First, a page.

bullet.gif Prototyping

Prototypes, by definition, embody a set of ideas to be tested. When a design team builds prototypes, they find where concepts need more thought and detail; they often find out why a certain idea won’t work; in the process, they learn what needs to be addressed in the next design iteration. By promoting early low-fidelity prototyping, UCD helps to encourage the generation of alternative solutions and concepts, a key factor in creativity and innovation, and one that is often bypassed in standard development approaches.

Examples of UCD Fostering Innovation

Described here are summaries of two case studies in which UCD was used to create innovative solutions. The first example shows how UCD can be applied to design of a new, non-technology-based product that I think represents more of a radical innovation than an incremental one. The second example shows an incremental improvement to an existing computer-based product.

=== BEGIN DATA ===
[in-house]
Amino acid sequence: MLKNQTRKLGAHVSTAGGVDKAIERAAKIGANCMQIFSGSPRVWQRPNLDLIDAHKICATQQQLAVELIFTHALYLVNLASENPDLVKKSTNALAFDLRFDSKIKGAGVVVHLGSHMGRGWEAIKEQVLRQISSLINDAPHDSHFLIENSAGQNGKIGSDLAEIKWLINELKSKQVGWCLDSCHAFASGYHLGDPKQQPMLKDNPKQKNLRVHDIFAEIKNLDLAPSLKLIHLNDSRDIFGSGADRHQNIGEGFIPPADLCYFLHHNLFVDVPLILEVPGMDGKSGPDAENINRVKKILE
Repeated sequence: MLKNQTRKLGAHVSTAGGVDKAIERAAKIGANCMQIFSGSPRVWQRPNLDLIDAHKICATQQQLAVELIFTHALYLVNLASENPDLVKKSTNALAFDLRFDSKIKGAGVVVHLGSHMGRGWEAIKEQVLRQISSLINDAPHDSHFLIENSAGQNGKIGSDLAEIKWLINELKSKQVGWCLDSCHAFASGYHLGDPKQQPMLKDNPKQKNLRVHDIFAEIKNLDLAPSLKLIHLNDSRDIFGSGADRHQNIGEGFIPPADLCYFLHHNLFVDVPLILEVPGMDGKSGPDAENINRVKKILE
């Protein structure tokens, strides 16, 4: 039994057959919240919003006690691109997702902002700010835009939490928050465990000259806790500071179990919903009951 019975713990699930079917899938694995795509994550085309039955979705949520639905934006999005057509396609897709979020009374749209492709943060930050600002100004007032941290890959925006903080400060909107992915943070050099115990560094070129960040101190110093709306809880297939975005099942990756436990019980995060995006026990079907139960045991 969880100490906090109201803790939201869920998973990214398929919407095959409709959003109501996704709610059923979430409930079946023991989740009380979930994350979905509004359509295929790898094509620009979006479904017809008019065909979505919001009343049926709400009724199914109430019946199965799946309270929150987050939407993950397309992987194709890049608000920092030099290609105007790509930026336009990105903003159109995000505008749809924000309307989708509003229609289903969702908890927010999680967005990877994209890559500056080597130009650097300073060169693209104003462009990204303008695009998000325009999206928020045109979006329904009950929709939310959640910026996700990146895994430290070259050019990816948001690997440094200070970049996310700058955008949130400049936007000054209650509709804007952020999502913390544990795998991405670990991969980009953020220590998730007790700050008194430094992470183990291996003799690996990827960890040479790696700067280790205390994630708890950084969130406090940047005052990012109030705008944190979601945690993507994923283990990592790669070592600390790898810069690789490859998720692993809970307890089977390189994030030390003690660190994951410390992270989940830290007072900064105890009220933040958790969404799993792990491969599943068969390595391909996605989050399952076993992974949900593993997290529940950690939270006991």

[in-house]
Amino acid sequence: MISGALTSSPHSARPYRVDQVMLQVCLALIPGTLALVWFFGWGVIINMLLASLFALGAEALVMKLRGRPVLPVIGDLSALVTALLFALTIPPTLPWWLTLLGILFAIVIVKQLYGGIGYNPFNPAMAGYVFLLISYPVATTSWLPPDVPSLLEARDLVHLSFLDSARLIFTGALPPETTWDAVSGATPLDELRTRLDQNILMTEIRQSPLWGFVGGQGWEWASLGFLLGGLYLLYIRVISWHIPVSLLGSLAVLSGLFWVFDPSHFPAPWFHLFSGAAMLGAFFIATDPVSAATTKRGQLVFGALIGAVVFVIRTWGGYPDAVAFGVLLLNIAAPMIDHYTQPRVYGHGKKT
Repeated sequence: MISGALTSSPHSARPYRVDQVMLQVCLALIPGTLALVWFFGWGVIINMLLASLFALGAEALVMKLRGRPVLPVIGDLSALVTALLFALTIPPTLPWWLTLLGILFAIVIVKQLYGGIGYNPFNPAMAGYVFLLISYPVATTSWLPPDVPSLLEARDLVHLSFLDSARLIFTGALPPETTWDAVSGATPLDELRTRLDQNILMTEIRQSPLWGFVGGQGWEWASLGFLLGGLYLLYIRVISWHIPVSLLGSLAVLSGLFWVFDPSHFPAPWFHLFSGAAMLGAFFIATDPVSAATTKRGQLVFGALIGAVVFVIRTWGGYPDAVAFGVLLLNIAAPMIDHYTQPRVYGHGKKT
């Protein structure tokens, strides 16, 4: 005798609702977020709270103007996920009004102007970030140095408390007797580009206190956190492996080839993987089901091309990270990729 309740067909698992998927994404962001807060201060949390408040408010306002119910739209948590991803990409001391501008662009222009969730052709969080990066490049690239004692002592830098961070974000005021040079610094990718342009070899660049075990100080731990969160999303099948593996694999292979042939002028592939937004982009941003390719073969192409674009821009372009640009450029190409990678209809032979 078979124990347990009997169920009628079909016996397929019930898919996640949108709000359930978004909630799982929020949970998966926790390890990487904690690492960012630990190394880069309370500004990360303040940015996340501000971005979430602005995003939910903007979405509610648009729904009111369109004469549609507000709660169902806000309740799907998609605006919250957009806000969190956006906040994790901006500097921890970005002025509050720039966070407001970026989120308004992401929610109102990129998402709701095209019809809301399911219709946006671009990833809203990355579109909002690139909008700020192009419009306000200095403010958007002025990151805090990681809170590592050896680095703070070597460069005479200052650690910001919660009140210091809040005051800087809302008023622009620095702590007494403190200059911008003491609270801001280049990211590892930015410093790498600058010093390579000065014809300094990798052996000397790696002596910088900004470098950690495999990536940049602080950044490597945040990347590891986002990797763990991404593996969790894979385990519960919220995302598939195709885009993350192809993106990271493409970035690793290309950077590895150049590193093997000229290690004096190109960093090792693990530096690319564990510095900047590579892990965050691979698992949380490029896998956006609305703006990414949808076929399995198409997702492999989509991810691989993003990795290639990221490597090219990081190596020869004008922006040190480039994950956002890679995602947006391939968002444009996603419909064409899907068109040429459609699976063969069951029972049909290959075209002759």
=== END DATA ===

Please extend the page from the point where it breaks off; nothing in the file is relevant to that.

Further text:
bullet.gif Gatorade EDGE

Starting in 1994, a team at Metaphase Design Group spent two years working on a new bottle design for Gatorade. Researchers observed people drinking, measured mouth and gulp sizes, and made plaster casts of hands. From their research they learned the following:

  • How athletes preferred to drink—either by squeezing liquid from a bottle or by sucking it out of the bottle.
  • How much liquid it takes to quench a typical thirst-24 ounces, about 20 percent more than what was previously in a regular bottle of Gatorade.
  • How fast someone can drink a 24-ounce sports drink—46 seconds on average for a 25- to 35-year-old male.